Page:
I said earlier that this is a show that’s about more than just football and the pilot does a really good job of communicating that early and often to viewers. Walking hand in hand with this is the vast potential for conflict and, as a result, drama the pilot creates. Let’s take a quick look at what I’m talking about. Matt Saracen is the backup quarterback that no one really cares about. He’s relegated to riding the bench and picking through the garbage for lost play sheets. His journey, however, is so much deeper than that. He’s also the man of the house and caretaker for his Grandmother. An idea that becomes more and more prominent as the season continues. We also see the early signs of domestic strain between Coach Taylor and his wife, a strong disdain between Smash and Riggins, Saracen’s crush on the coach’s daughter, and Tyra’s free spirited ways, just to name a few. These are the types of storylines that really make the show click and create the powerful drama we saw week in and week out.
But what really makes all of this work is how everything smacks of realism. When you’re in high school you tend to treat everything in absolutes (like a Sith!). Everything feels infinitely more important than it really is and when it goes wrong it's like the end of the world. Friday Night Lights does an amazing job of capturing this naivety. To these kids there is nothing else beyond what’s happening in the moment. As a result, things almost always feel like they’re life and death, even if they’re not. Again, it’s just like being back in high school. And, when the stakes feel this high, the emotional impact ratchets up a notch as well.
One of my favorite scenes in the entire pilot is when the Panthers visit the peewee team. This sequence perfectly encapsulates the Dillon community. These kids heroes aren’t some professional athletes, they’re Dillon’s own Panthers. It shows just how important this team is to this town. It's an intrinsic relationship that has a cyclical nature to it. These kids idolize their high school counterparts and dream of putting on that uniform. In a few years, they’ll get their chance and a new batch of youngsters will take their place. The other thing you have to remember here is that a bunch of high schoolers, kids no older than 18, have the hopes of an entire town resting on their shoulders. It’s a tremendous burden for anyone to bear, let alone a bunch of kids.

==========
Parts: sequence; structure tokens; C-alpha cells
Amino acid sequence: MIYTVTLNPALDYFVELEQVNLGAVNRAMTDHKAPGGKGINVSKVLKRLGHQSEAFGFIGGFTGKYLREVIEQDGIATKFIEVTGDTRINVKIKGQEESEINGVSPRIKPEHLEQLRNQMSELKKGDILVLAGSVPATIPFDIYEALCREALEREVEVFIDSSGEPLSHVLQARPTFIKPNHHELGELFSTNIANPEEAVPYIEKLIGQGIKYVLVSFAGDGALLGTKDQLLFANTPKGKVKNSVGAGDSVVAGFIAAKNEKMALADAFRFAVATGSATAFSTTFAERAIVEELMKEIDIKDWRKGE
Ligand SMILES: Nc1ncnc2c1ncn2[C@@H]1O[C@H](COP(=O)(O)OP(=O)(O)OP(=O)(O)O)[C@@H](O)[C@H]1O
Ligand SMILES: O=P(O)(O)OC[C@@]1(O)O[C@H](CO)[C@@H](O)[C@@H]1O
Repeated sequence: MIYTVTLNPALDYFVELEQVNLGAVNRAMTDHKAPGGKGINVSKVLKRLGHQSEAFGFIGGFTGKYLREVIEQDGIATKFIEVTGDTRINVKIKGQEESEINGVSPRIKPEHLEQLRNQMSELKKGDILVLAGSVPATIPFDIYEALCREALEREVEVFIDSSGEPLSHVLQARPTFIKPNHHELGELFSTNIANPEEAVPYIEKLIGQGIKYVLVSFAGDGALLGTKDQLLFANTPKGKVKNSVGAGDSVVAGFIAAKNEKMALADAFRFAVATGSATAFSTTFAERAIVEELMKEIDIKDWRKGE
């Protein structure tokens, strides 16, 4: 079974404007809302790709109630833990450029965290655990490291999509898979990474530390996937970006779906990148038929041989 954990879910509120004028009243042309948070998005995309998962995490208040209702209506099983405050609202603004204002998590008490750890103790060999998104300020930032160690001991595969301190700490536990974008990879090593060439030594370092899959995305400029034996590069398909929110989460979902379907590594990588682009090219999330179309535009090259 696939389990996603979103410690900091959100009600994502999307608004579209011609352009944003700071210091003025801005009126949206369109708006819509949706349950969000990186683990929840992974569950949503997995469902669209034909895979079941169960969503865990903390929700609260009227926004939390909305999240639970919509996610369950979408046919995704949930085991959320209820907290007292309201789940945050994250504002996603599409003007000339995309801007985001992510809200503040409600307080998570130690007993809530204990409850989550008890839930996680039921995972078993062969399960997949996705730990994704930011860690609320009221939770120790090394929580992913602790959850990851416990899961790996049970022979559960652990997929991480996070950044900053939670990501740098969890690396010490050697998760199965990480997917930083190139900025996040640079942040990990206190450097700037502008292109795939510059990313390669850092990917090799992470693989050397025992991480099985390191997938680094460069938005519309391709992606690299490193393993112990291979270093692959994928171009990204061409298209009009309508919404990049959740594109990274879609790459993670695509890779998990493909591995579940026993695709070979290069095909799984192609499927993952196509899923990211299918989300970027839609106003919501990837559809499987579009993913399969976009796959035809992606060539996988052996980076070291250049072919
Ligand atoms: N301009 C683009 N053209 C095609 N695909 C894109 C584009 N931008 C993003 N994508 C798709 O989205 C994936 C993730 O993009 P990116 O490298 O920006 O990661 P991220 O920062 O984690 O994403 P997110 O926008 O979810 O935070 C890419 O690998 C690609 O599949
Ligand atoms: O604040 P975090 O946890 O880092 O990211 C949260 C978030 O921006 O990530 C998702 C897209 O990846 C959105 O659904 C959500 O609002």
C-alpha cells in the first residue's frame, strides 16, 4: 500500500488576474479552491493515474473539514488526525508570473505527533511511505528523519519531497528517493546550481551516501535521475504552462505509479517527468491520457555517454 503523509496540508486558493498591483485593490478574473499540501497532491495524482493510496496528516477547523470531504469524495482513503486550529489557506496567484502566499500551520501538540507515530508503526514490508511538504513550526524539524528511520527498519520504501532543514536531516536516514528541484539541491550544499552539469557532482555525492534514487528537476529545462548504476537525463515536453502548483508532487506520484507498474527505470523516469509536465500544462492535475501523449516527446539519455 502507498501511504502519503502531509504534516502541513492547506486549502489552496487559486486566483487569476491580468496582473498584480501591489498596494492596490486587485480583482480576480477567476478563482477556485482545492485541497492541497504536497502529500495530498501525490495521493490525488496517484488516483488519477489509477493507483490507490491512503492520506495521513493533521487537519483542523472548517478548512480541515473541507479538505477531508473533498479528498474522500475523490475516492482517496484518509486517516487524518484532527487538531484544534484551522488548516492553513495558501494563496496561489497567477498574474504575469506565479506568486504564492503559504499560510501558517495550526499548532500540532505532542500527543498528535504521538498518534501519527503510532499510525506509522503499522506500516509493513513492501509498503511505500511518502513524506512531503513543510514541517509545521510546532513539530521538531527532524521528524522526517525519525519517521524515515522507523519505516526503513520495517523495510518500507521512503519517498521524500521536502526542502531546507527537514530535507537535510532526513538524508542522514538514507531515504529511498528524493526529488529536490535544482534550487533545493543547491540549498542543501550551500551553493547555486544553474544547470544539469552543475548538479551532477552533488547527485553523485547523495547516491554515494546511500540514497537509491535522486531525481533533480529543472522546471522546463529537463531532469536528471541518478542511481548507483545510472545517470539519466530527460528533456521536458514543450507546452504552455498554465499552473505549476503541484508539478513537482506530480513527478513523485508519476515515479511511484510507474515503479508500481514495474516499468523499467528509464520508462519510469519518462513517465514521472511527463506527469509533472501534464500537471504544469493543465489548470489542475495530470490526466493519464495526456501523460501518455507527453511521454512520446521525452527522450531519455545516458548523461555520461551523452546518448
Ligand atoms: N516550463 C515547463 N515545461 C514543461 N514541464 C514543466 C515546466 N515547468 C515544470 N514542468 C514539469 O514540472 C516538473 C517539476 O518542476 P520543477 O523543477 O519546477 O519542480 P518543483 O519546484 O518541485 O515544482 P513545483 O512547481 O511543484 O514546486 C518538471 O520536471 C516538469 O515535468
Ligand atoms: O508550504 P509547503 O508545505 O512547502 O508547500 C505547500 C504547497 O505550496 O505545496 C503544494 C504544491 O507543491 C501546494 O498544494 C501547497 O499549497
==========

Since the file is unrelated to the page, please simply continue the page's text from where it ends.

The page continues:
I haven't even gotten into the last part of the pilot that revolves around the season opener. The buildup to the game is what really sells it for me. Everything in the pilot has been leading to this moment and you understand just how much weight is being placed on this game and, consequently, the lives of our characters. The shot of Riggins shaking with intensity in the locker room captured all of that so succinctly. Instead of ruining it with my words, I'll let the powerful last couple of minutes of the pilot speak for itself:
Often times this docudrama kind of style is misused by filmmakers. It ends up seeming more like a gimmick as opposed to a powerful storytelling device. That's not the case here. Peter Berg uses this style masterfully and allows it to heighten the inherit drama and tension in the piece. He deserves a lot of credit for the success of the series. I’d also be remiss if I didn’t mention Explosions In The Sky somewhere in here. Their music is a perfect marriage to this story and really sets the mood for the drama that follows.
This is seriously one of the most underrated shows in recent memory. To this day I'm still shocked it hasn't caught on. It literally has something for everybody. If you haven't seen it yet, you can watch the pilot and more episodes by clicking here. I'm not exaggerating when I say it's one of the greatest shows to ever hit the airwaves .